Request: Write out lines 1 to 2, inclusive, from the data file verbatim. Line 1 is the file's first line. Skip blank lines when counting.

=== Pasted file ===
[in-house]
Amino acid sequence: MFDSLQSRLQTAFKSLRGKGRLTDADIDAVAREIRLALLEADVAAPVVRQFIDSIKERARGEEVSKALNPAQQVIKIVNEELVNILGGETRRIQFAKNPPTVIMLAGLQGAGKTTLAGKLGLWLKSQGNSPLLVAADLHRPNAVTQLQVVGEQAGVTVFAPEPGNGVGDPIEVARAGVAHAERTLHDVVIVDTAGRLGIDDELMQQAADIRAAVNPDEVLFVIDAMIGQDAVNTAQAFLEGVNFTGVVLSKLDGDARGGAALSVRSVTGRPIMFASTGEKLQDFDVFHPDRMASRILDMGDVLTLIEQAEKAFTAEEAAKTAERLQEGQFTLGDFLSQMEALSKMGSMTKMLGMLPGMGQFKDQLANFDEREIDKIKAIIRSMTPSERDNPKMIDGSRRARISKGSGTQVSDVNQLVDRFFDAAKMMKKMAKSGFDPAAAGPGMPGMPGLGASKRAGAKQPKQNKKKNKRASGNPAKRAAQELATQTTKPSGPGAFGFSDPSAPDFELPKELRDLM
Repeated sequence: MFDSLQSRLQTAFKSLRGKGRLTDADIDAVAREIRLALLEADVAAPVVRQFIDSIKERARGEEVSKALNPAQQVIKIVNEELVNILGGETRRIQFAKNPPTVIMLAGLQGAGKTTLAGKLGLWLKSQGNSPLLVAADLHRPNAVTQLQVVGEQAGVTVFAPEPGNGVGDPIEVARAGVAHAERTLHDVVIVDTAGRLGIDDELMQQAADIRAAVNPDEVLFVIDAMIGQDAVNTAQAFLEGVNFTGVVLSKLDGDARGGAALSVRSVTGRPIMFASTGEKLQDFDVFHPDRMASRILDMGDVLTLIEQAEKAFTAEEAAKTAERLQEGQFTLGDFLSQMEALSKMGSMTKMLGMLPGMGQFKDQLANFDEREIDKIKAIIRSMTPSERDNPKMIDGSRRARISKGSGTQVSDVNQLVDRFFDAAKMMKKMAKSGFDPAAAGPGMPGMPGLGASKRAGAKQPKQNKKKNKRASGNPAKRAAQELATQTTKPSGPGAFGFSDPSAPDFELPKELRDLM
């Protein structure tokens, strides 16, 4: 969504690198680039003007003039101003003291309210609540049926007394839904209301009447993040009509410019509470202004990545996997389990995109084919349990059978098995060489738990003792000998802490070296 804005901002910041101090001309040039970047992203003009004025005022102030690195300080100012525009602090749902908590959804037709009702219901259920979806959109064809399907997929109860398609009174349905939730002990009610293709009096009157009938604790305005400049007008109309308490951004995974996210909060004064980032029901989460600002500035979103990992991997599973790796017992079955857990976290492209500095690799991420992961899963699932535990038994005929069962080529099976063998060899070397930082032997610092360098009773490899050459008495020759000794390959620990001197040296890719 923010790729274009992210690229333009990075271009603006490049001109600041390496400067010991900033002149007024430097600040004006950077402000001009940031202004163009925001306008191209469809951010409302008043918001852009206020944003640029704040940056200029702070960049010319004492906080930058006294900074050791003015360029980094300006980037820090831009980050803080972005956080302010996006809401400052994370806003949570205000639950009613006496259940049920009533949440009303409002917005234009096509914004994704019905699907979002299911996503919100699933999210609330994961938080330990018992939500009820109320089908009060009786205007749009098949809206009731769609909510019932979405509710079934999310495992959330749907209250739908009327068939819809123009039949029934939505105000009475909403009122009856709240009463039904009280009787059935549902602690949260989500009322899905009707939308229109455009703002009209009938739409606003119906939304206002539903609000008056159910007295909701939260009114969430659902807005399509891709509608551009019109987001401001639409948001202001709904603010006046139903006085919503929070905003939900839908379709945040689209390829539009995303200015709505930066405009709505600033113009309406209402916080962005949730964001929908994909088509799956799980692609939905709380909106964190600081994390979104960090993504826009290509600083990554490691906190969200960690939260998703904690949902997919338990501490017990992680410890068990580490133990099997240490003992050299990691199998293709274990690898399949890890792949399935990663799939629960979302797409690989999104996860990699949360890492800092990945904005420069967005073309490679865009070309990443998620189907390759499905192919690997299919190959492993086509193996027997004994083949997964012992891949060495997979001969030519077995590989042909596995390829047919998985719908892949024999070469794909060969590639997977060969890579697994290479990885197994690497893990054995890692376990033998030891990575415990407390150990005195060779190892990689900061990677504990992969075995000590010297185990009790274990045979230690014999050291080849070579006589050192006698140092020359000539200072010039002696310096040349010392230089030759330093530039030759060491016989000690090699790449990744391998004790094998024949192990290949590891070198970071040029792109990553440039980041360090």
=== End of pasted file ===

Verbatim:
[in-house]
Amino acid sequence: MFDSLQSRLQTAFKSLRGKGRLTDADIDAVAREIRLALLEADVAAPVVRQFIDSIKERARGEEVSKALNPAQQVIKIVNEELVNILGGETRRIQFAKNPPTVIMLAGLQGAGKTTLAGKLGLWLKSQGNSPLLVAADLHRPNAVTQLQVVGEQAGVTVFAPEPGNGVGDPIEVARAGVAHAERTLHDVVIVDTAGRLGIDDELMQQAADIRAAVNPDEVLFVIDAMIGQDAVNTAQAFLEGVNFTGVVLSKLDGDARGGAALSVRSVTGRPIMFASTGEKLQDFDVFHPDRMASRILDMGDVLTLIEQAEKAFTAEEAAKTAERLQEGQFTLGDFLSQMEALSKMGSMTKMLGMLPGMGQFKDQLANFDEREIDKIKAIIRSMTPSERDNPKMIDGSRRARISKGSGTQVSDVNQLVDRFFDAAKMMKKMAKSGFDPAAAGPGMPGMPGLGASKRAGAKQPKQNKKKNKRASGNPAKRAAQELATQTTKPSGPGAFGFSDPSAPDFELPKELRDLM